Editor’s Note: Grant Reid is president and CEO of Mars. The opinions expressed in this commentary are his own.
The harrowing scenes of bushfires and extreme weather in Australia in recent weeks are a stark reminder of the stakes of the climate crisis. If the scientific data compelling us to take urgent climate action in this new decade isn’t motivation enough, then the threat to human life, the loss of biodiversity and the economic impact of extreme weather and natural catastrophes should surely make the case.
This is a make-or-break year. Global emissions have risen for three consecutive years when they should be dropping sharply, especially if the world is to meet the goals of the Paris climate agreement.
I’m an optimist, and I believe we can respond with material action. But we are running out of time.
It’s true that we need to see a change in action from governments around the world, but global businesses also have a critical role to play in fighting the climate crisis.
Based on our own journey at Mars, I believe there are three fundamentals that business needs to tackle to drive climate action.
First and foremost, know your impact. There’s no excuse for a company today to not understand the extent of its carbon footprint. The insights and tools are available to measure, manage and reduce emissions. Our own evaluation at Mars showed us that our greenhouse gas emissions are about the same as a moderately sized country like Panama, and we are certainly not alone. With that scale comes responsibility. Armed with data, we can ensure that we are focusing the more than $1 billion we have invested in our own sustainability efforts, we call it our Sustainable in a Generation Plan, on areas that will make a difference, including ending deforestation and ensuring sustainable farming practices.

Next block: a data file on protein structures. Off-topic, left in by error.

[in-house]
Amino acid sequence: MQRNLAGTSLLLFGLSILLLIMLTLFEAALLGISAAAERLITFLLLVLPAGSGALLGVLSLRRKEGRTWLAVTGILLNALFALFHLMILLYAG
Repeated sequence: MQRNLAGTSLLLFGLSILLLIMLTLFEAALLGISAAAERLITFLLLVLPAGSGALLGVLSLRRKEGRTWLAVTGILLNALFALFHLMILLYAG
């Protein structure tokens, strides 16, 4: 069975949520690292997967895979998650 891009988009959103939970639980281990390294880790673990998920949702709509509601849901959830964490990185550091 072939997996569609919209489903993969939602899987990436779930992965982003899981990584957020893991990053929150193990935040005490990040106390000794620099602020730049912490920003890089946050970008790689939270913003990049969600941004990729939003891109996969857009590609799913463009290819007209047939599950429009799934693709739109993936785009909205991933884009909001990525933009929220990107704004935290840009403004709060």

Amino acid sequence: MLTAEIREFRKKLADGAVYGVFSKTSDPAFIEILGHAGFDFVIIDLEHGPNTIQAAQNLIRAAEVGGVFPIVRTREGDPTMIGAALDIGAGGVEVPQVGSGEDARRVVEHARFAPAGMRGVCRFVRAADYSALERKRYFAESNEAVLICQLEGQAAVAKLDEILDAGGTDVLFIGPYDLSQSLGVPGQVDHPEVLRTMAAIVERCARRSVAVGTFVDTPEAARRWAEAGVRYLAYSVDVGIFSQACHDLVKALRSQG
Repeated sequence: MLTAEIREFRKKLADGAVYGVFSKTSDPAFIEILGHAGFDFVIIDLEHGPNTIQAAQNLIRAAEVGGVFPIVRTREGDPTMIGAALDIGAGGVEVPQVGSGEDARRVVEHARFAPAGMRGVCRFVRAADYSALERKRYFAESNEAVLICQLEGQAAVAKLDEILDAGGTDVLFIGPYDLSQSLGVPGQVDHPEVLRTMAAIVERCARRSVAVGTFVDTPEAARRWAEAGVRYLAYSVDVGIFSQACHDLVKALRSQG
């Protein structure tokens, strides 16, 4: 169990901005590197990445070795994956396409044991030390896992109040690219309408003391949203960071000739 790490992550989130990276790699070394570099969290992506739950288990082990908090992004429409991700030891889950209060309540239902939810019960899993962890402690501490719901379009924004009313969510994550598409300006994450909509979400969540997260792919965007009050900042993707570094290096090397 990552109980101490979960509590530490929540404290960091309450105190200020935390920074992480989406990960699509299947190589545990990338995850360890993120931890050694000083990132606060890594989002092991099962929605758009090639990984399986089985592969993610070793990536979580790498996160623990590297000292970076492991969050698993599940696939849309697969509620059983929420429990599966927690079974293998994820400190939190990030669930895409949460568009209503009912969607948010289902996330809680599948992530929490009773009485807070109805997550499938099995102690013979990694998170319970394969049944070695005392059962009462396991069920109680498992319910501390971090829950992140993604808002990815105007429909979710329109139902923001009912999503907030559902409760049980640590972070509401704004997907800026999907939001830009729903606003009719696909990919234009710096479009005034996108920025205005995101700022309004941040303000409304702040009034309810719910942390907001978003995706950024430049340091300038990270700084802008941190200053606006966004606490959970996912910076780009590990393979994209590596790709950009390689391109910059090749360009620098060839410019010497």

Secondly, businesses must move faster to transition from fossil fuels to renewable energy sources. According to the International Energy Agency’s latest annual energy outlook, energy-related emissions hit another historic high in 2018 and reliance on fossil fuels remains high despite the availability of renewable alternatives.
The business case for making this shift is clear. At Mars, we’re already reducing costs by using renewables. We’ve shifted 53% of our global operations to renewable electricity from solar and wind sources, with a plan to extend that to 100% by 2040.
Lastly, business must address the larger and more difficult task of making the global agricultural supply chain sustainable. For Mars, and many businesses, this represents the lion’s share of our global greenhouse gas emissions. Business and government policies must be focused on positive farming and land use practices, which are at the heart of keeping global warming below 1.5 degrees Celsius, a goal backed by last year’s IPCC climate report. Better farming and grazing practices — like crop rotation and organic fertilizer use — that can restore soil health are also imperative for creating a more resilient agricultural supply chain that can support global business.
For business to move at the necessary pace and scale, smart, comprehensive energy and environmental policies at the local, national and international levels are vital. That includes a carbon pricing system aligned with climate science; clean energy and clean transportation; eliminating deforestation while scaling up farming practices that improve soil health, carbon capture and water cycle improvement; and infrastructure investment that make countries and communities more resilient against climate change.
This is a pivotal moment to bring the world together to take action on climate change in order to protect at-risk global communities and reverse the alarming loss of habitats and wildlife. Together, government, business and the citizens of the world can change our trajectory.
As of 2019, Mars’ carbon footprint began to decline as our business continues to grow. This confirms that transformation without compromising growth is possible.
This is the first year of a decisive decade for humankind, and we have no more time to waste if we want to safeguard the quality of life we have today and that of future generations.